The Pico Neighborhood, a historically culturally diverse neighborhood of Santa Monica, is the subject of a new feature-length film combining narrative with standard documentary footage about what filmmaker Michael Barnard calls the vanishing American neighborhood.
90404 Changing looks at the loss of the community in the area due to gentrification and corporate development.
A screening of the film is scheduled for 7:30 p.m. Thursday, June 21st, at the Santa Monica College Main Stage, 1900 Pico Blvd., Santa Monica. Tickets are $25 and proceeds benefit the 90404 Changing Project, which includes the creation of a searchable on-line database of interviews with local community members and the creation of a curriculum for use by high school and college students.
The event is co-sponsored by Santa Monica College and 18th Street Arts Center, where Barnard is a resident artist. Barnard has lived on and off in the Pico Neighborhood since 1972.
A main driving point of the film is what Barnard describes as the corporatization of the area and the loss of community he sees taking place there.
“The evacuation of family businesses is very noticeable to people familiar with the area,” says Barnard. “We filmed at the last remaining black barber shop in Santa Monica.”
The loss of community and corporatization of communities is in no way unique to Santa Monica’s Pico Neighborhood, but this was the area Barnard knew best and could see most plainly, he says.
“I see what is happening in the Pico Neighborhood as a microcosm of what’s happening all over the world,” says Barnard. “It’s happening everywhere, not just in the United States. In many places, it is more severe and less humane.
“It’s been proven over and over that the primary interest of most large corporations is to make money. Social interests and responsibility to the community are not what they are about. If the corporations are left to their own device, these areas become simply a place to work and buy stuff. That’s it.”
“I’m not anti-capitalist by any means. We all need to find a way to make money, but what is happening to the quality of the community needs to be considered. We need to consider ways to manage this,” Barnard says.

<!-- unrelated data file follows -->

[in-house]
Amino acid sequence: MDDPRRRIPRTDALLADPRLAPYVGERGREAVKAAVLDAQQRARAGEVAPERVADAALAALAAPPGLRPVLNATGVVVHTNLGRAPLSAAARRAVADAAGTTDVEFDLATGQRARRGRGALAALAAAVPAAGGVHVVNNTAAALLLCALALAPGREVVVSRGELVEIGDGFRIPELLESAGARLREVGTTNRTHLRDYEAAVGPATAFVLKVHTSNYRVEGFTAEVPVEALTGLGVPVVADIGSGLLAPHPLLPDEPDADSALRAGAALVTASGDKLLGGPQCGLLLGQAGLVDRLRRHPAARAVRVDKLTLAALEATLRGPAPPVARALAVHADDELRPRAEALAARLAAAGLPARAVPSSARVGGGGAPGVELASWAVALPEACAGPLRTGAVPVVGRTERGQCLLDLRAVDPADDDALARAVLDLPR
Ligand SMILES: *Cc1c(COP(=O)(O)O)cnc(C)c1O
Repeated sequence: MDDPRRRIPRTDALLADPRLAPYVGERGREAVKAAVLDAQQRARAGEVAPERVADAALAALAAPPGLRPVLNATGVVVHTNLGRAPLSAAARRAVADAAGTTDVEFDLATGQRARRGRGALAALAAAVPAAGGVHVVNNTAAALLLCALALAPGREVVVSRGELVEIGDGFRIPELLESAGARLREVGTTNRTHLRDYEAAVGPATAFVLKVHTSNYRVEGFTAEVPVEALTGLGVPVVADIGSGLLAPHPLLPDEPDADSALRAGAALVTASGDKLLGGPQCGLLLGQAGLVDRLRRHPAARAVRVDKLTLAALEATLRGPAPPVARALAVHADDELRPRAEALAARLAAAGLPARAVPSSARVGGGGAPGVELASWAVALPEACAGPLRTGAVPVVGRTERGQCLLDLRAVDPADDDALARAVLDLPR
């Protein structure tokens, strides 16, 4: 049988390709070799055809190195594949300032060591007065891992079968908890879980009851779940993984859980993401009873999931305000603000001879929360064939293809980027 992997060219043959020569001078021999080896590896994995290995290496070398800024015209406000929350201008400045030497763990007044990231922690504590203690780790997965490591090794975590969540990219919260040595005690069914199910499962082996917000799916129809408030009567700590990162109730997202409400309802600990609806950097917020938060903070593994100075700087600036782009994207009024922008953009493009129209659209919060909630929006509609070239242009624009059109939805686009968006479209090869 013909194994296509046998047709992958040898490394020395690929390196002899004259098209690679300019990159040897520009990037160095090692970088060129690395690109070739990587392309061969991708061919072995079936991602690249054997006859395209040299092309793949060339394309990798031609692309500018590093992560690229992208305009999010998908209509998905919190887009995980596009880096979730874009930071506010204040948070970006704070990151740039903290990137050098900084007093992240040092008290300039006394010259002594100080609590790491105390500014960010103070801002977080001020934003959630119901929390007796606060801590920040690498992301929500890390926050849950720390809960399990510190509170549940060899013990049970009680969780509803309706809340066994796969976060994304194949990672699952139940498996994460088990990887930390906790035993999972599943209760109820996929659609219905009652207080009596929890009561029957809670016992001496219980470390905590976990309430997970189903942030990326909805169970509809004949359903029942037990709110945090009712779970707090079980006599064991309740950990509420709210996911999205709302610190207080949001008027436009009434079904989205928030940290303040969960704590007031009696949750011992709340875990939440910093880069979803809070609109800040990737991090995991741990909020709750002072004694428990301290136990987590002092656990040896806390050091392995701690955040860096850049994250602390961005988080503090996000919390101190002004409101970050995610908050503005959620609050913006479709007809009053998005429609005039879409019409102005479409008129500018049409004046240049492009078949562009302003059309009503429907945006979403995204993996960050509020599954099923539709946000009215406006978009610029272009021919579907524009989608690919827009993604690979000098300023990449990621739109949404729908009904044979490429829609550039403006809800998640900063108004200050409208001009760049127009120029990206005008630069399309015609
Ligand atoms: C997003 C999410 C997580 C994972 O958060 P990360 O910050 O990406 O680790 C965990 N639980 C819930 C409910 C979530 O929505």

The loss of neighborhood began after World War II, was exacerbated once the Santa Monica Freeway was built in the 1960s and has increased drastically in recent years, says Barnard.
Barnard has been making films, artworks and music for approximately 30 years. He most recently produced and photographed second unit and main title footage for the Disney Channel’s Tiger Cruise and Sony’s Jackie Chan movie The Medallion Medallion.
He also co-produced, photographed, and co-edited Cries Of Silence, an independent feature starring Kathleen York, Karen Black and Ed Nelson. His feature-length documentary Chihuly River of Glass has been recently airing on the Sundance Channel. Also a fine artist, Barnard has created a series of photographic montage artworks called Photofields. These works have been assembled from Barnard’s personal archive of images that he has collected over the past 30 years from around the world.
His film works have included a series of early experimental “FieldFilms” in the 1960s and early ’70s. He has done a number of educational films and films for international nonprofit organizations, including Greenpeace.
In 90404 Changing, Barnard teams up with actor/writer/educator Paulina Sahagun, who has toured extensively throughout Mexico and the United States with Mexican theater groups Los Mascarones and Grupo Zero.
Sahagun is co-producer on the film along with Barnard and Barry Shabaka Henley, a character actor originally from New Orleans who has starred in a number of films directed by Michael Mann.
Information, (310) 434-3000.